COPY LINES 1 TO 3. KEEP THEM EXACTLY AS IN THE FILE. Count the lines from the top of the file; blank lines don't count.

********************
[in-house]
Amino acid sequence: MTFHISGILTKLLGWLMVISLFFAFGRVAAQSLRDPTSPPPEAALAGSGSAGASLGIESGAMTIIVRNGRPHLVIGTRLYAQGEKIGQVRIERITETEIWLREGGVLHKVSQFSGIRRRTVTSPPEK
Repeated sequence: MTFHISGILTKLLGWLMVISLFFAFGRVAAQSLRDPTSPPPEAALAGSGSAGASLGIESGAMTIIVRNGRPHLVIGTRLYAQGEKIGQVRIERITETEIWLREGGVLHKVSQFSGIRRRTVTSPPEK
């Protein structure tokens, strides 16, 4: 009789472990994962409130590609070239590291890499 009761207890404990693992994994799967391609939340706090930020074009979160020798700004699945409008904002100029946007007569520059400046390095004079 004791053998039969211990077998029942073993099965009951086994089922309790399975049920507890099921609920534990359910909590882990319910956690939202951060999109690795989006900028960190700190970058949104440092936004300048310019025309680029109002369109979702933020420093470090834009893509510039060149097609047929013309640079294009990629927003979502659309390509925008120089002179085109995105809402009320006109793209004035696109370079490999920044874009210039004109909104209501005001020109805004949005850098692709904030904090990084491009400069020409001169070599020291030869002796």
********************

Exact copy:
[in-house]
Amino acid sequence: MTFHISGILTKLLGWLMVISLFFAFGRVAAQSLRDPTSPPPEAALAGSGSAGASLGIESGAMTIIVRNGRPHLVIGTRLYAQGEKIGQVRIERITETEIWLREGGVLHKVSQFSGIRRRTVTSPPEK
Repeated sequence: MTFHISGILTKLLGWLMVISLFFAFGRVAAQSLRDPTSPPPEAALAGSGSAGASLGIESGAMTIIVRNGRPHLVIGTRLYAQGEKIGQVRIERITETEIWLREGGVLHKVSQFSGIRRRTVTSPPEK